You Can Shut Down the Government, But You Can't Shut Down Alzheimer's

October 18, 2013 - Trish Vradenburg

Editor's note: this blog post originally appeared on Huffington Post 50

Here is something that doesn't stop when the government closes down: Alzheimer's.

When Louise was 3, her mother, Zoe, who was 29 at the time, was diagnosed with dementia. She is now 42, living in a home care facility unable to walk or talk.

Then there is Charlie Collier, who for 25 years traveled the country seeking donations for Harvard University. Charlie gained a national reputation in the field of family philanthropy.Now, he is speaking out -- as much as he is able -- on a topic even closer to his heart: Alzheimer's disease. He was diagnosed five years ago with early onset Alzheimer's at the age of 60.

Louise, Zoe and Charlie are counting on NIH for a cure. Well, that's not going to happen this week, or who knows for how long. That's because NIH has furloughed ¾ of its clinical researchers since the U.S. government has closed down. They are now deemed non-essential.

Really? To whom?! Maybe to the Congressmen who are lazing around in the Congressional gym (which stays open, because apparently the tax-supported steam room is essential. Uncle Sam needs to open his pores).

So, Charlie and Zoe and all of the 216,000 early onset Alzheimer victims (defined as anybody younger than 65 -- and there are many 40 and 50-year-olds in that group) who cannot close down their symptoms like Congress can close down the government continue to wait and suffer. As do the rest of the 5.4 million Alzheimer's victims in the U.S..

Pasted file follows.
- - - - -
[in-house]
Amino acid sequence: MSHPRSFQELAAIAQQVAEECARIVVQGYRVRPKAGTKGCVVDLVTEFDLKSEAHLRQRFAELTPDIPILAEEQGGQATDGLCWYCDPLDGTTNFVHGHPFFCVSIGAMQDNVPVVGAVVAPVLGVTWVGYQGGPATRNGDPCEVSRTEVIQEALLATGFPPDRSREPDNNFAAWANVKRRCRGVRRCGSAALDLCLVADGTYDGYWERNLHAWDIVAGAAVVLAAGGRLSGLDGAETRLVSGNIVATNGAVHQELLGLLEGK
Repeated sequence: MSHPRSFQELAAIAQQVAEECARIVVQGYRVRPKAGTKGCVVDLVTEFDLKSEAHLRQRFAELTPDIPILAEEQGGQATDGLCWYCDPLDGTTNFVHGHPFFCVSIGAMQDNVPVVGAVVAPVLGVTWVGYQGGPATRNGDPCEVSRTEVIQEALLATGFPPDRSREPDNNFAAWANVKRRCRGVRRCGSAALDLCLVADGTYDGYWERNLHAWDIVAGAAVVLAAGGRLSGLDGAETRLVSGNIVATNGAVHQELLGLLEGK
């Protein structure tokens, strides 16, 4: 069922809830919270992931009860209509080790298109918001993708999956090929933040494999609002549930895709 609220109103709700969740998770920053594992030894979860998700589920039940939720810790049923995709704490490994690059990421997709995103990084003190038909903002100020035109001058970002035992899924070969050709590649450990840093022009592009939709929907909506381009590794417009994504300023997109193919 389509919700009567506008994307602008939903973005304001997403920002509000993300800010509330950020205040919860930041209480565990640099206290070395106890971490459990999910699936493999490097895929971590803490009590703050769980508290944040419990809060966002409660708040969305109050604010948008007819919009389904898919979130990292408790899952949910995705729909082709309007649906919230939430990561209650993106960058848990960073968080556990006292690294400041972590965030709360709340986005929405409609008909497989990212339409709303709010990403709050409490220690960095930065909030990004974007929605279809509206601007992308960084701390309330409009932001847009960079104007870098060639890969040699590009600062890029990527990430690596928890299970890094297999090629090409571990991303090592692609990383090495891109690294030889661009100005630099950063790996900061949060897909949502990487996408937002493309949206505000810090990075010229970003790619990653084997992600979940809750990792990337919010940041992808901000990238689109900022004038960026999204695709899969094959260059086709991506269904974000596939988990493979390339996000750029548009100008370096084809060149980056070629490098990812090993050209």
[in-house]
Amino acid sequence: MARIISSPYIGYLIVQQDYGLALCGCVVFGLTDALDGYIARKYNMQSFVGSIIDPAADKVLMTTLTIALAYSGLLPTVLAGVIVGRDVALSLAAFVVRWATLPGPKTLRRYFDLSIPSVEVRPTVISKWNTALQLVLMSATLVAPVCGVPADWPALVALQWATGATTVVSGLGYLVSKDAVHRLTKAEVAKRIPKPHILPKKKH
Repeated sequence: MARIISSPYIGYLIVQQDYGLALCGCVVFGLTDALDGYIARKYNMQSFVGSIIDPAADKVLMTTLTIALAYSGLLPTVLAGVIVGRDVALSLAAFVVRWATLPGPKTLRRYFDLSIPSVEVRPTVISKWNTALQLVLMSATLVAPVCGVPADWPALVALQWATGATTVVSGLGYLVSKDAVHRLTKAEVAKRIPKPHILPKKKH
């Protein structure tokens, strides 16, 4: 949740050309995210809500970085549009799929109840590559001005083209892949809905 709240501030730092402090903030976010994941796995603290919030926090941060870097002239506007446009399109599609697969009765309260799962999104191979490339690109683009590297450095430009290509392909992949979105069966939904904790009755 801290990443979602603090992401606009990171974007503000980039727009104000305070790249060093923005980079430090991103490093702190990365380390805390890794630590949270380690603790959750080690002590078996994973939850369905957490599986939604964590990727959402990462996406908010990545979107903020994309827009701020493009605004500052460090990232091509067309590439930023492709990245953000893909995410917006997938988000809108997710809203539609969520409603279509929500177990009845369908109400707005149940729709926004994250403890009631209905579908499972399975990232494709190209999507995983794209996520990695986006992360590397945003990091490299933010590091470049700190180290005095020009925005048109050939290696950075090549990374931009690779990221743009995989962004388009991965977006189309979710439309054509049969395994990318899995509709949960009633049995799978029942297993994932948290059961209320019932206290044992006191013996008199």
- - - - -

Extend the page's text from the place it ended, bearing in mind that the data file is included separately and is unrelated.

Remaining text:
And when (I am assuming it is a "when," not an "if") this shutdown is over, they scientist will still have to contend with another serious problem: mice. As NPR recently reported, "thousands of mice used in medical research are at risk due to sequestration. Added to that, the government shutdown is likely to mean an early death for thousands of mice used in research in diseases such as diabetes, cancer and Alzheimer's." Federal research centers including the NIH Wwll have to kill the mice because of overcrowding. Others will die without constant monitoring. But, that won't be possible, because most federal scientists have been banned from their labs since Oct. 1.

So what can you and I -- mere citizens -- do about this situation? In the long term: remember this lunacy come the 2014 elections. In the short term: email your Congressional representatives and voice your outrage. Who knows, with all this time on their hands, they may even be reading their mail.

So here I am, begging

that we think twice 

before we splice 

those laboratory mice, 

that's my advice 

'cause mice are nice 

particularly if they can save your life.

Comments

^ Back to Top